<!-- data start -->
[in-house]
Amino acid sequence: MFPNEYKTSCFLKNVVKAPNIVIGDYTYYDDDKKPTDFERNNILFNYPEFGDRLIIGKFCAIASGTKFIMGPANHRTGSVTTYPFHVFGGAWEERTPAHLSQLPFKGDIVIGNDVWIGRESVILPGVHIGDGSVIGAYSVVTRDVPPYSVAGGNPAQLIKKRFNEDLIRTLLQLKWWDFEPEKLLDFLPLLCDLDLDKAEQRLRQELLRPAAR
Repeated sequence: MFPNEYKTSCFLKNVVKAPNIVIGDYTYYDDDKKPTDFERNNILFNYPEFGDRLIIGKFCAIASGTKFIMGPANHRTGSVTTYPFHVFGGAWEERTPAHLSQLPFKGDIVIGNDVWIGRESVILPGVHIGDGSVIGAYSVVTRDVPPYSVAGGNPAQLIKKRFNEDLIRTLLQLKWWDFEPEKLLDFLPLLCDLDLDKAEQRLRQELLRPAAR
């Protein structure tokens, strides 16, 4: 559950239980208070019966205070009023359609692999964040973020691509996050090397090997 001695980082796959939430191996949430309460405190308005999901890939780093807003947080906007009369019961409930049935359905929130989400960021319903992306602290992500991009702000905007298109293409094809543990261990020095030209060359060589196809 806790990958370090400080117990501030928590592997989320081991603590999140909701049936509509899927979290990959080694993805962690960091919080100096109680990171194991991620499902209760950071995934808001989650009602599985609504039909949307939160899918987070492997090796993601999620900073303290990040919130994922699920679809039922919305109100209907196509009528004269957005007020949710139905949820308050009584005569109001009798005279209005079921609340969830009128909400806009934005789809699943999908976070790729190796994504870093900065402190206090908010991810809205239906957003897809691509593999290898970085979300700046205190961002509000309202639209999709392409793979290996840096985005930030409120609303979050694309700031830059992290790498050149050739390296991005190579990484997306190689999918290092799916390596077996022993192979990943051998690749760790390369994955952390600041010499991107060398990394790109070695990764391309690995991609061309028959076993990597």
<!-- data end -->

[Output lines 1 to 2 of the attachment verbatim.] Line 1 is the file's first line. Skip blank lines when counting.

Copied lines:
[in-house]
Amino acid sequence: MFPNEYKTSCFLKNVVKAPNIVIGDYTYYDDDKKPTDFERNNILFNYPEFGDRLIIGKFCAIASGTKFIMGPANHRTGSVTTYPFHVFGGAWEERTPAHLSQLPFKGDIVIGNDVWIGRESVILPGVHIGDGSVIGAYSVVTRDVPPYSVAGGNPAQLIKKRFNEDLIRTLLQLKWWDFEPEKLLDFLPLLCDLDLDKAEQRLRQELLRPAAR